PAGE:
New protein target could treat genetic cause of ALS
Posted: 15 August 2016 | Niamh Louise Marriott, Digital Content Producer | No comments yet
Targeting a single protein, SUPT4H1, reduces the levels of the three toxic entities created by the C9orf72 gene expansion, the most common genetic cause of ALS…
Targeting a single protein, SUPT4H1, reduces the levels of the three toxic entities created by the C9orf72 gene expansion, the most common genetic cause of ALS.
The study, supported by The ALS Association, indicates that SUPT4H1 may be a promising candidate for therapy development for people whose disease is caused by expansion of the C9orf72 gene.
The C9orf72 gene expansion consists of very long repeats of a six nucleotide sequence, GGGGCC. The expansion leads to the production of two different RNA molecules (called “sense” and “antisense” transcripts) as well as a variety of unusual proteins called dipeptide repeat proteins (DPRs).
Evidence suggests that both the transcripts and the DPRs contribute to toxicity, and current therapeutic approaches are being developed to reduce each of these individually.
This study examined the effects of reduction of a yeast transcription factor called Spt4 (called SUPT4H1 in humans). Transcription factors control the production of RNA from genes; in the case of Spt4, it controls elongation of long, but not short, repeated gene regions. Thus, reducing Spt4 might reduce the expression of the mutant gene with its long expanded region, without affecting the non-expanded gene (people with ALS due to the C9orf72 gene expansion also carry one normal, non-expanded gene).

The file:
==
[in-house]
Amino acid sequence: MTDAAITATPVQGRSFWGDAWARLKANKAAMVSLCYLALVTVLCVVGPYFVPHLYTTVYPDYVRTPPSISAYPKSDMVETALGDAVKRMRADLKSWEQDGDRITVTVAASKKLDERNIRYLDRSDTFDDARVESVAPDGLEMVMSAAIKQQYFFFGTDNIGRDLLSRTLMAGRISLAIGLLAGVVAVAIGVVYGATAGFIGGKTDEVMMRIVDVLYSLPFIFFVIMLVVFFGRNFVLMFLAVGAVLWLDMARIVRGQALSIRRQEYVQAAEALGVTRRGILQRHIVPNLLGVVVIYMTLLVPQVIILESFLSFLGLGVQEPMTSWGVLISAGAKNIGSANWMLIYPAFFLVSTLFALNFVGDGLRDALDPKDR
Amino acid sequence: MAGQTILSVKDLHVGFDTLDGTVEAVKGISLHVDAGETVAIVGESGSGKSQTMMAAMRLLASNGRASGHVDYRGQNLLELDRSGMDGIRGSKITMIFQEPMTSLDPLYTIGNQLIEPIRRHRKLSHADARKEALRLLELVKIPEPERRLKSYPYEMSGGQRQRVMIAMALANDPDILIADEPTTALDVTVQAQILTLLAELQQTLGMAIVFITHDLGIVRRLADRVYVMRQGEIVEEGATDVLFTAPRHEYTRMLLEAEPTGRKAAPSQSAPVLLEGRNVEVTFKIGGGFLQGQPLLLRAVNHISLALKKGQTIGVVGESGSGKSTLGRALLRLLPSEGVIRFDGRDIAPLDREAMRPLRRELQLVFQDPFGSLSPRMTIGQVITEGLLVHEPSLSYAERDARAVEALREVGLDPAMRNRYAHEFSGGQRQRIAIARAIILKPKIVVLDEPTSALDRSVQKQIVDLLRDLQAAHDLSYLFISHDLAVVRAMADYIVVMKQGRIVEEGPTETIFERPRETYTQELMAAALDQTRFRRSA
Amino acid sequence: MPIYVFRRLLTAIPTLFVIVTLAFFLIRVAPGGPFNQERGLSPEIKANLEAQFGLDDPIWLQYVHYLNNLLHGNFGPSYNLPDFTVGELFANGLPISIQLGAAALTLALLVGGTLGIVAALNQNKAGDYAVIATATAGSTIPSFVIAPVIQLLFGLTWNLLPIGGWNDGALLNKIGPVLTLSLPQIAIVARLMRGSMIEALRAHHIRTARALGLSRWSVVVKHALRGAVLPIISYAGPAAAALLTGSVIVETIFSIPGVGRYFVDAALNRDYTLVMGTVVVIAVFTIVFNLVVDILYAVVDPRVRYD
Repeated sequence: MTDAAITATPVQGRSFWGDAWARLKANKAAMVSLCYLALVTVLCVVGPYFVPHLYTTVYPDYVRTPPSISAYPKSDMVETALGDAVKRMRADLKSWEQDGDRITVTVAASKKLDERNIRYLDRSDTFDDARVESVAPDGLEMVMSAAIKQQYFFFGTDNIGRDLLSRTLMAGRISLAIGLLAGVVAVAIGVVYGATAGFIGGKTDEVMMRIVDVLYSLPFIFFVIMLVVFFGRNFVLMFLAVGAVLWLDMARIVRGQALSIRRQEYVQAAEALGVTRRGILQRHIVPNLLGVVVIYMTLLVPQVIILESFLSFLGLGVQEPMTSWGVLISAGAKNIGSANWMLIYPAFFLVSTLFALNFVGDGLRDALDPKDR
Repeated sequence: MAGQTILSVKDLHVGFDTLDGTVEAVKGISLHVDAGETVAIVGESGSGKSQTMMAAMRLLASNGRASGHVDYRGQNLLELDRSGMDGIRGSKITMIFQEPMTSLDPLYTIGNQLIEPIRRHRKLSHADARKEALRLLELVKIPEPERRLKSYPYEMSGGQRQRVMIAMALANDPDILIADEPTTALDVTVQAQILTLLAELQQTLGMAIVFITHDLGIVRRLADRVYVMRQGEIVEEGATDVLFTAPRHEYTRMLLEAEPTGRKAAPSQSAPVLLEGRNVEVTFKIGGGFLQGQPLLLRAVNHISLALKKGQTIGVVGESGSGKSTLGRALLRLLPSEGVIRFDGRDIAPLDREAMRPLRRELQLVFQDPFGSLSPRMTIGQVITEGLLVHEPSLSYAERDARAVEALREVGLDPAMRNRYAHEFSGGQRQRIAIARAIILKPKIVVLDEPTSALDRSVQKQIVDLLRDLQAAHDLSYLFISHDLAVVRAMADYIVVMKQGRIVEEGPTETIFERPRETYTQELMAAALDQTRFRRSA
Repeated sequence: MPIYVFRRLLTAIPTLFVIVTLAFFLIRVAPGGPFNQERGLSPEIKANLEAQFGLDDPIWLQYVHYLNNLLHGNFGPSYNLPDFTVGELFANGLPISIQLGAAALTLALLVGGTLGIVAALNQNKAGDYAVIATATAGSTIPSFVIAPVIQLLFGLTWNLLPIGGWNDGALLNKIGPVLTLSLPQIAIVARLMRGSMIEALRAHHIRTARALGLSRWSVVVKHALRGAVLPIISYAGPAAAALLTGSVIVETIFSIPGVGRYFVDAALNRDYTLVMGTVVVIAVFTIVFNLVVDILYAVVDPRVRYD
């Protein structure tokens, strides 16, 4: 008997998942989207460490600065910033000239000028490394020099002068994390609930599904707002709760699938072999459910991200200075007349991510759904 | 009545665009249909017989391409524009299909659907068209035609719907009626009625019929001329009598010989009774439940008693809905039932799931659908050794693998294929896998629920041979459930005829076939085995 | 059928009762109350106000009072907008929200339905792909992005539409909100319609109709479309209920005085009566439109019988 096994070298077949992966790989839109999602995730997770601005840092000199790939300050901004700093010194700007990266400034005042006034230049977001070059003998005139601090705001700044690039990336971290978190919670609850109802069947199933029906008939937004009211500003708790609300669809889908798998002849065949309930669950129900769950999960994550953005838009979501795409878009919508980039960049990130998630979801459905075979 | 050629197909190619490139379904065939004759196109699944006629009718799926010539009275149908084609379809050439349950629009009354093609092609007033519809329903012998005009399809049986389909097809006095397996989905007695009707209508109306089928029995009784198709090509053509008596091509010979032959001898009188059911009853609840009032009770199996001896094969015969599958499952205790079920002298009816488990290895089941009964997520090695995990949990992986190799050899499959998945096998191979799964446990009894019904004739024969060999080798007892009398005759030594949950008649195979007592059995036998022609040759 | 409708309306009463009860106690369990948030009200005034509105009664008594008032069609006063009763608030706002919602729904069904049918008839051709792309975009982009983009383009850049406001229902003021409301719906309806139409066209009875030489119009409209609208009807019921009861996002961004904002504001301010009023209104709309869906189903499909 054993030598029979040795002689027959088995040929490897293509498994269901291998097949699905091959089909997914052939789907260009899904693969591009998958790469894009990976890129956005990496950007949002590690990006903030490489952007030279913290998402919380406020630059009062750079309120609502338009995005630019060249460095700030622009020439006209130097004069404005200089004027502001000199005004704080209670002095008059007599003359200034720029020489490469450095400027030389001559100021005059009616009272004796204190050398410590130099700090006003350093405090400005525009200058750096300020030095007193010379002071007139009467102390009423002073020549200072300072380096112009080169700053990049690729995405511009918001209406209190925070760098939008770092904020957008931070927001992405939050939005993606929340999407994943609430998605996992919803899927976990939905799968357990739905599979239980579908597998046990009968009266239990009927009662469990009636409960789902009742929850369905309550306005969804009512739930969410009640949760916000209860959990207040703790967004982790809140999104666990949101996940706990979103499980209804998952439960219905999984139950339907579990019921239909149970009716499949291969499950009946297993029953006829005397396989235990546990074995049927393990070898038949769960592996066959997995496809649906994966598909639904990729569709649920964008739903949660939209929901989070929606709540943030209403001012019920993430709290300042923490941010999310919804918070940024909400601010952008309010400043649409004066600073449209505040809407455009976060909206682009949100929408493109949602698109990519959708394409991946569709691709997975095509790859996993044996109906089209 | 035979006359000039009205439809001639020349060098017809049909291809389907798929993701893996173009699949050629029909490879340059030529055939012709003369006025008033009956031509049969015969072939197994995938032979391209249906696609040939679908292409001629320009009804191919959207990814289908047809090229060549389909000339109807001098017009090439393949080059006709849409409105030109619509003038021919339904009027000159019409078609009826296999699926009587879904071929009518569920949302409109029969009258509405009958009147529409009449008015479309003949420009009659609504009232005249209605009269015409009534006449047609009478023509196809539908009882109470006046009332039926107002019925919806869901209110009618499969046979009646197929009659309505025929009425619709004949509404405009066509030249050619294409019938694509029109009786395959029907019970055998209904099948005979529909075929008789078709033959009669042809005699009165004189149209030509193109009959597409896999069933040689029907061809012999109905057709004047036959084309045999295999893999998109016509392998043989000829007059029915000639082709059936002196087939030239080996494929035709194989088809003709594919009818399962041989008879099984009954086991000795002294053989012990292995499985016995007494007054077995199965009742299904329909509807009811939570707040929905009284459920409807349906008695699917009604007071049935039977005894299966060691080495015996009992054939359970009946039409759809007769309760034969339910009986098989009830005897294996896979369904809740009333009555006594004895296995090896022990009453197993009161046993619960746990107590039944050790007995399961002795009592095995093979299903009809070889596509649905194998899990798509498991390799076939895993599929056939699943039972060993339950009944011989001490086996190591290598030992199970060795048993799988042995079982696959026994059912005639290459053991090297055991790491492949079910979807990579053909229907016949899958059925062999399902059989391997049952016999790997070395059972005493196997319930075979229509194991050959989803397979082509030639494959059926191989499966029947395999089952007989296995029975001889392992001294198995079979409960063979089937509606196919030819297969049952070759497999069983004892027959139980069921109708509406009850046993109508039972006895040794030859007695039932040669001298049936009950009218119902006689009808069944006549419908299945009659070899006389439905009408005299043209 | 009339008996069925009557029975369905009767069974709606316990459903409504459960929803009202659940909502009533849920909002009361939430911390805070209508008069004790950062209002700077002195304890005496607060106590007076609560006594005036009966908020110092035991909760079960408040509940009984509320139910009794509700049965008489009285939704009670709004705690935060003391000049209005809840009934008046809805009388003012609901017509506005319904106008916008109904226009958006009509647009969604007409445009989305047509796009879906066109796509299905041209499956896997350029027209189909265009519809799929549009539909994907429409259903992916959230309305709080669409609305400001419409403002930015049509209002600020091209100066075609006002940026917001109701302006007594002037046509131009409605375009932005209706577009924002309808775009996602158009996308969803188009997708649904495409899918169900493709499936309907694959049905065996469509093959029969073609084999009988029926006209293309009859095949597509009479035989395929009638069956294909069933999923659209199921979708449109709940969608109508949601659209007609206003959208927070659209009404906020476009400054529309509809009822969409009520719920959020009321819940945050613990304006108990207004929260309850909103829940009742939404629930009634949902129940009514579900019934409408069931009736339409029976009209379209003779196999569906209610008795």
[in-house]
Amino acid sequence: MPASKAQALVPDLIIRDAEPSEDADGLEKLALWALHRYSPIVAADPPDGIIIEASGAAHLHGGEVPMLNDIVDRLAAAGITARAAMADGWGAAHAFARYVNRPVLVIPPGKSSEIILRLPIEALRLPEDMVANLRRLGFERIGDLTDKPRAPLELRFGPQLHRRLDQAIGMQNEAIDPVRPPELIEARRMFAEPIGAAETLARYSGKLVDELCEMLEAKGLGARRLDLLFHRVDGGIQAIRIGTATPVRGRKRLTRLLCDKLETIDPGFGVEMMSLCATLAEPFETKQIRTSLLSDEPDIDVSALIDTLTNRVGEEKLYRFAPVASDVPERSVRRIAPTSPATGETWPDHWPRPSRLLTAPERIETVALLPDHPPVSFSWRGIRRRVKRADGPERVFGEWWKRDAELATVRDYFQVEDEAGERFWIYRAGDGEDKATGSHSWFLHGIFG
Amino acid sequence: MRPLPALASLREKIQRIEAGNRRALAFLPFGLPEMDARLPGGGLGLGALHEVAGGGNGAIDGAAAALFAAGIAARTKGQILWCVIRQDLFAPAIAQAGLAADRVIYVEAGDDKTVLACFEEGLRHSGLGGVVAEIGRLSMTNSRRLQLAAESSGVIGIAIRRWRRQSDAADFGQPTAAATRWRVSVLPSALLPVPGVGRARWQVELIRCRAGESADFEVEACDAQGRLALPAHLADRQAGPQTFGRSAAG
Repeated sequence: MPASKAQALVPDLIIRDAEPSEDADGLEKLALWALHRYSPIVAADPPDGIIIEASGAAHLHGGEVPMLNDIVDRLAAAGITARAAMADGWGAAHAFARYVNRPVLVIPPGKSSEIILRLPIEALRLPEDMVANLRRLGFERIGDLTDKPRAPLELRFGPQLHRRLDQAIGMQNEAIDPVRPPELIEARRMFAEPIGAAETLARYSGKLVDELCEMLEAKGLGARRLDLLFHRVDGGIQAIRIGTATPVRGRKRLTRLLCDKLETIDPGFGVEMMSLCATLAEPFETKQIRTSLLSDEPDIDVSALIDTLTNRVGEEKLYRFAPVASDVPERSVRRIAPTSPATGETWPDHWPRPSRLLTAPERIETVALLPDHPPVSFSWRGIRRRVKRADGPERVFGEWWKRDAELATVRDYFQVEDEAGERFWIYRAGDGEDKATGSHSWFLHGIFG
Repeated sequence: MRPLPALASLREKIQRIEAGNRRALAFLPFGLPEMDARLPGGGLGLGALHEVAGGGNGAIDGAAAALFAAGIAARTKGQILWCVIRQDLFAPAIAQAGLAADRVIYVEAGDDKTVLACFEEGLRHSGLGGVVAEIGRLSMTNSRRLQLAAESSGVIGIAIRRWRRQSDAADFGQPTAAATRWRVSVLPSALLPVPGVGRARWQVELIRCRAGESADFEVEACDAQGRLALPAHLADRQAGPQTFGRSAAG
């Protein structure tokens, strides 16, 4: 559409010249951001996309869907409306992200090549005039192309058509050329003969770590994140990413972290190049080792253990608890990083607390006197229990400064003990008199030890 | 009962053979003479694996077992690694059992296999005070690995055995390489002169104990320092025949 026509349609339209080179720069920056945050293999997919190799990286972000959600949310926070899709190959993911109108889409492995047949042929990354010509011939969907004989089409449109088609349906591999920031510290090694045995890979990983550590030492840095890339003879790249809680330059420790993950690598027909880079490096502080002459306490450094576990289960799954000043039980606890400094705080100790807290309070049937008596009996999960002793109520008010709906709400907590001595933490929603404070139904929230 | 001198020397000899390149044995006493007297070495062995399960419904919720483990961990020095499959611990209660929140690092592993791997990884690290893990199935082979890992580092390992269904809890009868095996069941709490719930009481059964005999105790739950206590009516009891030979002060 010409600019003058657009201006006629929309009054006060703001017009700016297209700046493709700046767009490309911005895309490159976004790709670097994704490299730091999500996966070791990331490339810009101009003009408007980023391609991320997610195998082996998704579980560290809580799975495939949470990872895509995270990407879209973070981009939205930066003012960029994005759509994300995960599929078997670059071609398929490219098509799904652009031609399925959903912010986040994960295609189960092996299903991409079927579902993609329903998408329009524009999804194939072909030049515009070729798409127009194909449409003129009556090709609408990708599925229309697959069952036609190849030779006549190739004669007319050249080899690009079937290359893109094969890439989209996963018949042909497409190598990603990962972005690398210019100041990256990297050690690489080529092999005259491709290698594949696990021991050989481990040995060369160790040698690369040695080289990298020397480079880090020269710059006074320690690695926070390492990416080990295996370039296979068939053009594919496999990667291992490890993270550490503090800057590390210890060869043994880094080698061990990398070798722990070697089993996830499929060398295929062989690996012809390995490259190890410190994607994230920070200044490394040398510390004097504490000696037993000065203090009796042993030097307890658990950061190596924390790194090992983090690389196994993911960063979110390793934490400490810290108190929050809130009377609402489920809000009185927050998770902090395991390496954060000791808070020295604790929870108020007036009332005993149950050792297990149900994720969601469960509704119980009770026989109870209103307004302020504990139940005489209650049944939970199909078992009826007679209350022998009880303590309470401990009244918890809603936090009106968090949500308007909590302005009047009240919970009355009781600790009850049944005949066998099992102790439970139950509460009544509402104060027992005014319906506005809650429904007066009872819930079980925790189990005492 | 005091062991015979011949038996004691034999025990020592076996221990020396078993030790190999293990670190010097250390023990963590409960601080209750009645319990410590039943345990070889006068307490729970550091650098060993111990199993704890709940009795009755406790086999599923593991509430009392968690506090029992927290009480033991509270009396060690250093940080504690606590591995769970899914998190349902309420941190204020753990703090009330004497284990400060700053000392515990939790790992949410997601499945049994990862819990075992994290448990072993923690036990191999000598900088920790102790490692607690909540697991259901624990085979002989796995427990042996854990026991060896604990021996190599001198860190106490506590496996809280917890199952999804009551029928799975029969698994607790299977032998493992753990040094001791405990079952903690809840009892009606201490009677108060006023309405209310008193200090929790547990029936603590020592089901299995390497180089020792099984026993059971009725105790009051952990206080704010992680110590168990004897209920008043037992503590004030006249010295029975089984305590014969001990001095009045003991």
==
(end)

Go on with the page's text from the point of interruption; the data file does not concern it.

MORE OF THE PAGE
Similar results were seen in fly and worm models of C9orf72 mutation, and treatment also improved survival. Reducing SUPT4H1 in human cells derived from ALS patients had a similar effect, with no obvious signs of toxicity.
The damaging effects of ALS
ALS is a progressive neurodegenerative disease that affects nerve cells in the brain and the spinal cord. Eventually, people with ALS lose the ability to initiate and control muscle movement, which leads to total paralysis and death, usually within two to five years of diagnosis, with veterans twice as likely to develop ALS as the general population.
There is no cure, and only one drug approved by the US FDA (FDA) modestly extends survival.
“This study highlights a potentially important new target for therapy development,” said Lucie Bruijn, PhD MBA Chief Scientist for The ALS Association. “Current efforts to reduce expression of the expanded C9orf72 gene with antisense therapy will continue, and we are very excited about the prospects of this approach. At the same time, every effort must be made to develop other promising approaches, and these results suggest that targeting SUPT4H1 may offer a new and powerful route to treatment of ALS due to this gene mutation.”